William Barbour

Research Scientist

William Barbour

I am a research scientist at the Institute for Software Integrated Systems at Vanderbilt University researching transportation systems with Professor Daniel Work. I earned my Ph.D. in civil engineering from Vanderbilt University; my M.S. degree in civil engineering, with a concentration in sustainable and resilient infrastructure systems, from the University of Illinois at Urbana-Champaign; and my B.S. in Biosystems Engineering from the University of Tennessee, Knoxville, where I graduated summa cum laude with distinction from the Chancellor’s Honors Program and the Haslam Scholars Program. I have previously worked at Oak Ridge National Laboratory and CSX Transportation and have also received graduate funding support from the Roadway Safety Institute and Federal Highway Administration.

My career and research interests focus on the application of novel and advanced computational techniques to transportation systems engineering; examples include big data analytics, machine learning, optimization, and artificial intelligence. Currently, my work is focused on building sensing and data processing infrastructure for highway traffic analysis. Using cameras and computer vision processing, we can assemble the trajectory of each vehicle on the roadway to form a complete picture of traffic. This unlocks potential experiments on the roadway to reduce congestion, control the generation of traffic waves, and understand the impact of autonomous and semi-autonomous vehicles.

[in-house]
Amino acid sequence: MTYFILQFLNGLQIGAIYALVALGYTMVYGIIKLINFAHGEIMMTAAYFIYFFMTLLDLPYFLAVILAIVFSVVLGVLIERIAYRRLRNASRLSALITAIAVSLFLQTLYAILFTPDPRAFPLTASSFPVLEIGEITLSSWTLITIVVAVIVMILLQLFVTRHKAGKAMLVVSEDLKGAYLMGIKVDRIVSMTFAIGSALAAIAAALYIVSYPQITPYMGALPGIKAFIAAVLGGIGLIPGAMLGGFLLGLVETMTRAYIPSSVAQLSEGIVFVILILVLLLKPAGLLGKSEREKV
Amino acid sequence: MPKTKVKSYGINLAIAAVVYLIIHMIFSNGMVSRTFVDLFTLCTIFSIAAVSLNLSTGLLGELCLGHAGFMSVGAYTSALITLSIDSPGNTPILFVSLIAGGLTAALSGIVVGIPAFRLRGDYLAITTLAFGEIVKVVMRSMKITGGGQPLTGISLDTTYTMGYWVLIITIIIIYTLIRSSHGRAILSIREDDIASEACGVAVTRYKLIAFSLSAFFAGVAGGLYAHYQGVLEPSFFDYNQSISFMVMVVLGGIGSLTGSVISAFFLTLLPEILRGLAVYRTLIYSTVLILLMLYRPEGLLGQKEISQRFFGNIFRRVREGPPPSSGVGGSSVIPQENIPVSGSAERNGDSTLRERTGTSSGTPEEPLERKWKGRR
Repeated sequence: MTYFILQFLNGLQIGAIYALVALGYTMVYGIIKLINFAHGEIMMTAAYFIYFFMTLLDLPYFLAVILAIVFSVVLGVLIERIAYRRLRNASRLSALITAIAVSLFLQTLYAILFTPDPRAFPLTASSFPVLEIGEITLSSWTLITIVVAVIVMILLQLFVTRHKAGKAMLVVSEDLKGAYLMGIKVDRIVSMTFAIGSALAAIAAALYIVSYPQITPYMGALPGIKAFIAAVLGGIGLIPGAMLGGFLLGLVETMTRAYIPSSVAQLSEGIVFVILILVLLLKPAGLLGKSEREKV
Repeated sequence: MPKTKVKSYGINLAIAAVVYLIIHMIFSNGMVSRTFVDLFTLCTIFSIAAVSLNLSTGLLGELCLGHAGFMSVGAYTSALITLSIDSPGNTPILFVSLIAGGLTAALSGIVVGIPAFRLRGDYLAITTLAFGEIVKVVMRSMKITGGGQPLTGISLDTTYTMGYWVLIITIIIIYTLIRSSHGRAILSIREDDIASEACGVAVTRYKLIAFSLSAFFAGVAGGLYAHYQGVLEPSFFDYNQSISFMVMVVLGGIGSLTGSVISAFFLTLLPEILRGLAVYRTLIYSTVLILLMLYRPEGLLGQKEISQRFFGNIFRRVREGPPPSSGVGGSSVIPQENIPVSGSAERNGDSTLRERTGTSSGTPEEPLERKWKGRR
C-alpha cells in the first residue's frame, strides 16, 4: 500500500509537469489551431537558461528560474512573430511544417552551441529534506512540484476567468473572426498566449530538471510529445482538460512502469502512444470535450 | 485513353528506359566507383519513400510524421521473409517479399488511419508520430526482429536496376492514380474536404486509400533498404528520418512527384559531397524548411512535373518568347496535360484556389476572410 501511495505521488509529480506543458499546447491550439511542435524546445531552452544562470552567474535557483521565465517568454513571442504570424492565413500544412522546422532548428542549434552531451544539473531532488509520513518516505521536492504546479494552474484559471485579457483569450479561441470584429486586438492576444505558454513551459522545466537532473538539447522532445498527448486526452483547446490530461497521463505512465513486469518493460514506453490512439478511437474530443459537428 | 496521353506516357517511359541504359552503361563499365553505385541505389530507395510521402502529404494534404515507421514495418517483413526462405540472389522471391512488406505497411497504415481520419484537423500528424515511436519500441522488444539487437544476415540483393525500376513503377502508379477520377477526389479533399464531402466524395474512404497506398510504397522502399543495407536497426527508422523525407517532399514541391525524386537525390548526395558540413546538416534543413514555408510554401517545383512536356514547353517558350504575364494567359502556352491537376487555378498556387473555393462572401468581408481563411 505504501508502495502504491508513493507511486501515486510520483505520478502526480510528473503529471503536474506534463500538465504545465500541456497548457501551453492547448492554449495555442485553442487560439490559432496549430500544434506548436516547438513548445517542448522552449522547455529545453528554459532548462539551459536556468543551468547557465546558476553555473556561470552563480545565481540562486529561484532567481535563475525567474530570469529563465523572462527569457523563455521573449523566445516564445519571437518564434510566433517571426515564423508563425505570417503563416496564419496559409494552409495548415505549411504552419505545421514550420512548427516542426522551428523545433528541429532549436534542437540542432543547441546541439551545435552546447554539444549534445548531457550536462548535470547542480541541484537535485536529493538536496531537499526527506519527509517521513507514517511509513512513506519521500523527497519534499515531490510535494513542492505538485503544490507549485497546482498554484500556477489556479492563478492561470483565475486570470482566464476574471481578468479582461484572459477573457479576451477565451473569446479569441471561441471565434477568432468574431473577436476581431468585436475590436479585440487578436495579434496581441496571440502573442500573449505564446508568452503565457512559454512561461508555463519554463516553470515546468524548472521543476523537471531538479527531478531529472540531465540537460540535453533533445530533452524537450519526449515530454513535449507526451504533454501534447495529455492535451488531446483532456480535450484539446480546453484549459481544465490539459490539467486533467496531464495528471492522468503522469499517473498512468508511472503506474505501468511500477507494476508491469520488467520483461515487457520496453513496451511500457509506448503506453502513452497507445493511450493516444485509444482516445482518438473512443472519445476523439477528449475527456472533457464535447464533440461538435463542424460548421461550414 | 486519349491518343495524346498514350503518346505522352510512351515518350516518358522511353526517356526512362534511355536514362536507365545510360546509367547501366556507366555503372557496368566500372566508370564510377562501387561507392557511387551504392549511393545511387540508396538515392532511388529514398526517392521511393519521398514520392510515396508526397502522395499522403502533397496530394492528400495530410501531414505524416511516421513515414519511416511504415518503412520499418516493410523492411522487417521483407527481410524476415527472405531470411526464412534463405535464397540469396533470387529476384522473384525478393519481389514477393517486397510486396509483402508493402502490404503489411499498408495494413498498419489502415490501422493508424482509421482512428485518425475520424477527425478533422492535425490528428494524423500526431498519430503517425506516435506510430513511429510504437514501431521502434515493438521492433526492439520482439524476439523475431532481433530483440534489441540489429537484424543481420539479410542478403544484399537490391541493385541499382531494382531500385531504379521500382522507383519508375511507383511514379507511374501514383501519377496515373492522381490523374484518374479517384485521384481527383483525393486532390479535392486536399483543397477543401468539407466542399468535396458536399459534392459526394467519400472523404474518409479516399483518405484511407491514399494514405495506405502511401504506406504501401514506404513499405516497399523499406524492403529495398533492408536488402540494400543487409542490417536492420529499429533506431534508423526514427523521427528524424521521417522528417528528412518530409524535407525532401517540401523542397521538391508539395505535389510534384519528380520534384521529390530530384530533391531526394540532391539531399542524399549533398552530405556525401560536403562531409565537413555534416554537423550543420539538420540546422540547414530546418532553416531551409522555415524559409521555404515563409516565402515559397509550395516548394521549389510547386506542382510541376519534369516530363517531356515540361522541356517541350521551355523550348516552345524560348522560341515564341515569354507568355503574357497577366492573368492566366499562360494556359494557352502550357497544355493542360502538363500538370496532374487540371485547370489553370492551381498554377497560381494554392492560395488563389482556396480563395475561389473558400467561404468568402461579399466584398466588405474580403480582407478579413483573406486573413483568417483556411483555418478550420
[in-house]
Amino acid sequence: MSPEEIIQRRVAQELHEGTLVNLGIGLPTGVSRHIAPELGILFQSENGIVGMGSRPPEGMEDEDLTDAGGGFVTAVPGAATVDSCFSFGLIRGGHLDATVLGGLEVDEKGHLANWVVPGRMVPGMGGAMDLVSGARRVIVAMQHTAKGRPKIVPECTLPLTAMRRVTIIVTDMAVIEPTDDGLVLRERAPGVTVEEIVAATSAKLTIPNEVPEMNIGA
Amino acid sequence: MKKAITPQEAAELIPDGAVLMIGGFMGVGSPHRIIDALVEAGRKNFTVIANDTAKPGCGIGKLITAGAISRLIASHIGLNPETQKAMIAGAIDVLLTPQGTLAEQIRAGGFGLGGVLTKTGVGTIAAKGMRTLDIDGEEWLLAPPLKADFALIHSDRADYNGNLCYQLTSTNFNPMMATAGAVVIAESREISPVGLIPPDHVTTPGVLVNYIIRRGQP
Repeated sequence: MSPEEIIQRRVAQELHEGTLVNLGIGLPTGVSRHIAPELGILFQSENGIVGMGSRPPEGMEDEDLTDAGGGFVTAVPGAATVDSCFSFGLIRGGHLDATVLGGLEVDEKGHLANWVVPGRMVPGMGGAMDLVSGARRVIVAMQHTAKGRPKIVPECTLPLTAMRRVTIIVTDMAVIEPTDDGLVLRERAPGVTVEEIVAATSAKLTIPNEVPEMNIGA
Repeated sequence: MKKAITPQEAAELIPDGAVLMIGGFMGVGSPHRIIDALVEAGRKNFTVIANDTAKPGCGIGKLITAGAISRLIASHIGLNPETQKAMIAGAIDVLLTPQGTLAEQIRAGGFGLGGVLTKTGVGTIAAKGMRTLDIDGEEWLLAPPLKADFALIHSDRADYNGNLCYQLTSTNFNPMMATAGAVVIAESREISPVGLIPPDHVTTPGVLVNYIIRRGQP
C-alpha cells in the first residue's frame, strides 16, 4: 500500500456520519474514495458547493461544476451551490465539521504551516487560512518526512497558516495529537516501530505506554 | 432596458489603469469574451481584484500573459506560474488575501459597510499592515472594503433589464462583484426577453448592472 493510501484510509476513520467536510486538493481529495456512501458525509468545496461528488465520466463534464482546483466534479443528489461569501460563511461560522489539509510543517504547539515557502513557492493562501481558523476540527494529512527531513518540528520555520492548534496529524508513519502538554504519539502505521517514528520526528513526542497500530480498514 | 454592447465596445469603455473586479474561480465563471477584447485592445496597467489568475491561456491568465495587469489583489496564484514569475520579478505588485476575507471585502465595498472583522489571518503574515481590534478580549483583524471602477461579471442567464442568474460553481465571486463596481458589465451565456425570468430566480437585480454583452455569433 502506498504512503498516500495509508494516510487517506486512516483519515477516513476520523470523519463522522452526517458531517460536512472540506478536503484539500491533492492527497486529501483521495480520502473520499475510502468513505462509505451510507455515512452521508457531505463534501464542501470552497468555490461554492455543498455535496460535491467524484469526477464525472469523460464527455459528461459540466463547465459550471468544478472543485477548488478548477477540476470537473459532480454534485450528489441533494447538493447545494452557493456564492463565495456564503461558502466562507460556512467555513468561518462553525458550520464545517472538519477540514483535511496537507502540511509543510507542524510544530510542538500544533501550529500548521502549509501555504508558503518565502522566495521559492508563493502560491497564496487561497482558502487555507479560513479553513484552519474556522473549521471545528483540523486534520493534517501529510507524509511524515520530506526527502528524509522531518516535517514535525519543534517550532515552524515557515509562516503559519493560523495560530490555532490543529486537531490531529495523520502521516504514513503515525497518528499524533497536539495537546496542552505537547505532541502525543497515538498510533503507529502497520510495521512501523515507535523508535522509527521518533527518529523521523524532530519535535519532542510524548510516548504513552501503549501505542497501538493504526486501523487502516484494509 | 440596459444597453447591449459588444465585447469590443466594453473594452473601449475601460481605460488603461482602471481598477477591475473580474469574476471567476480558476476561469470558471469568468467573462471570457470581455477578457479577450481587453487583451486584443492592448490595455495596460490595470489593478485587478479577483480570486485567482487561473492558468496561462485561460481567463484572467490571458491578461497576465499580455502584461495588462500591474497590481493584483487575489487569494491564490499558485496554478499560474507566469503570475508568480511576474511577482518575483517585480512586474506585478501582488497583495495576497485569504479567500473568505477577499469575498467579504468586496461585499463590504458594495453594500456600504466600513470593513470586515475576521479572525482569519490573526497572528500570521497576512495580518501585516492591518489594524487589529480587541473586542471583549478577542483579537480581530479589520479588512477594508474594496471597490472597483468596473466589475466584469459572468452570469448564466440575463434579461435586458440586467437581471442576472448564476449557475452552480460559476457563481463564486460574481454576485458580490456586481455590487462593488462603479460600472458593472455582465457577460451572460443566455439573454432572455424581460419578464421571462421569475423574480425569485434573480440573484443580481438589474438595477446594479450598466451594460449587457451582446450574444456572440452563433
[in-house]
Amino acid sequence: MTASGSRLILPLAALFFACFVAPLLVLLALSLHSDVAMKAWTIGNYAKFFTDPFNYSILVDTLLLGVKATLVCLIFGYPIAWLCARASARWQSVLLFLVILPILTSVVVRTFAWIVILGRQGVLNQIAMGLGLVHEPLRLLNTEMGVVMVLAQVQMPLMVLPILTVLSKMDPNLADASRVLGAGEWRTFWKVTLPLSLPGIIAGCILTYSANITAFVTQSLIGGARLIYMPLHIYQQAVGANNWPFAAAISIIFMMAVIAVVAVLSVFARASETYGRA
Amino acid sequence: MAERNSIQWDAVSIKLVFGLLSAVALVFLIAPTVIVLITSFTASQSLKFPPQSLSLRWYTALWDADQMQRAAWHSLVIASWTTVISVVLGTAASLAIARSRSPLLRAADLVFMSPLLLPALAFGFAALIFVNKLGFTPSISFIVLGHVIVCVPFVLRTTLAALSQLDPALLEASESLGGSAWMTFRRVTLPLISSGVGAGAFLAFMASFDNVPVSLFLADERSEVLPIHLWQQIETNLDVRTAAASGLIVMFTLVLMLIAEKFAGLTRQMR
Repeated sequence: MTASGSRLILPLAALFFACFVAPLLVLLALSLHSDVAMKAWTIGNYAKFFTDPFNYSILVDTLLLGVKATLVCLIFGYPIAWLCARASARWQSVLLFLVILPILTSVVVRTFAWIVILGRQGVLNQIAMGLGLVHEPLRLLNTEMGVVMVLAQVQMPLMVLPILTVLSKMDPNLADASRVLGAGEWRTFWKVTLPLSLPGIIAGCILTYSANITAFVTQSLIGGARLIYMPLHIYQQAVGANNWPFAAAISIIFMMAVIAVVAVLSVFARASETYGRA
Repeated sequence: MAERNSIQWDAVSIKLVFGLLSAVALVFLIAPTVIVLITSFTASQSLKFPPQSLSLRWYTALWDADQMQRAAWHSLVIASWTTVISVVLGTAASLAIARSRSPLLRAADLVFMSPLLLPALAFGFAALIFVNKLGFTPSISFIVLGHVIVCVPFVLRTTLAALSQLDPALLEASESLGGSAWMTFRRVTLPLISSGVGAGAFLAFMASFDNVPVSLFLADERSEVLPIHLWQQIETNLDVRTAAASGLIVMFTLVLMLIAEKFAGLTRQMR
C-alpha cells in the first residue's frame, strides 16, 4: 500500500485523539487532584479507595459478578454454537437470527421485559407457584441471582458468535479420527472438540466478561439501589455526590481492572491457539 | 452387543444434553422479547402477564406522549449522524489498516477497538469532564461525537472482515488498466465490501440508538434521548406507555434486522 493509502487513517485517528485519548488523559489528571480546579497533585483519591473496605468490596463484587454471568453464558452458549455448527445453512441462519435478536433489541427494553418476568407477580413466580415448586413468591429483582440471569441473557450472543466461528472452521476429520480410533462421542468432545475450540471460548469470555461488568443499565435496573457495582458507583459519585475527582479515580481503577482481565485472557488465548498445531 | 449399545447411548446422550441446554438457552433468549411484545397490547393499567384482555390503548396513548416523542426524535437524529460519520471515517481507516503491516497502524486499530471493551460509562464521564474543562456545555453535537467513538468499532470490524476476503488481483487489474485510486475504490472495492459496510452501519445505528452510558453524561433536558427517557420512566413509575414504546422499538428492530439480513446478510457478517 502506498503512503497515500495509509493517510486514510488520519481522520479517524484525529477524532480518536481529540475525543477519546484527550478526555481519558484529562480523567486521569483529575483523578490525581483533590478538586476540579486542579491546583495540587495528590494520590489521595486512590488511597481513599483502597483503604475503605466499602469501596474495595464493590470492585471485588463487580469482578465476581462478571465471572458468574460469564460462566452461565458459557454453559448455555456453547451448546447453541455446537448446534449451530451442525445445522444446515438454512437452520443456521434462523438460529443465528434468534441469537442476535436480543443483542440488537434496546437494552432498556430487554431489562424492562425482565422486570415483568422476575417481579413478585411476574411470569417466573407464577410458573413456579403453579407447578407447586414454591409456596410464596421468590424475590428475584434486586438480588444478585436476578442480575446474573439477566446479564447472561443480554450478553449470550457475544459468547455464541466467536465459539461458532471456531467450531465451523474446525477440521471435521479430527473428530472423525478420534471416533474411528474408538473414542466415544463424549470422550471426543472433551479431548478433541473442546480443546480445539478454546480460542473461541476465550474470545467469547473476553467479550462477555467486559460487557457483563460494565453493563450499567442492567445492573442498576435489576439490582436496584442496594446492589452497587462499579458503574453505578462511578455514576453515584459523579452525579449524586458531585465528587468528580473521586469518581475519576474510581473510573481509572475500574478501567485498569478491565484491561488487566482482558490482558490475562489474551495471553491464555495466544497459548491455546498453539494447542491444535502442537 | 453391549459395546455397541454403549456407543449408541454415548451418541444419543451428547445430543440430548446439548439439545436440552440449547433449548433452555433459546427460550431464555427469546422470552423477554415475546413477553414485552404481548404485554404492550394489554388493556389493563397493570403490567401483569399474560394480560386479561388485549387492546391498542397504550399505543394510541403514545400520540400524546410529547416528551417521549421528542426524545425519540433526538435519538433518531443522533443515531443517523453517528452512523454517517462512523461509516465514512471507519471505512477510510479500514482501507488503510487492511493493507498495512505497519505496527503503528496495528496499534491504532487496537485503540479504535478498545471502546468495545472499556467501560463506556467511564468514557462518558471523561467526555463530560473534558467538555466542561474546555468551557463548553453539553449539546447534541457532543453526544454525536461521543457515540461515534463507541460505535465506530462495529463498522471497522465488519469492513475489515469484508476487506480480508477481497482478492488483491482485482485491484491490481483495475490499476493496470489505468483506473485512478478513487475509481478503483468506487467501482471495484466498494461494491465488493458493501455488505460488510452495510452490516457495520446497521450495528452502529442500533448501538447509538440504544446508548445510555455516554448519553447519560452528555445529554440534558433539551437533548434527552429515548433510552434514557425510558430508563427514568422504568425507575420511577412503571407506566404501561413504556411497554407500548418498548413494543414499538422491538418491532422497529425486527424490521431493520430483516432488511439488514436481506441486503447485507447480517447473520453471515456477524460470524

My dissertation dealt with improving network operations in the freight rail transportation domain through ongoing industry collaboration with Class I railroads; railroad operational improvements can lead to capacity and efficiency gains for the system, which is a critical transportation asset. My other domain interests include pedestrian and cyclist accessibility, public transit planning, and transportation policy.

M.S., Civil Engineering, 2017, University of Illinois at Urbana-Champaign

B.S., Biosystems Engineering, 2015, University of Tennessee, Knoxville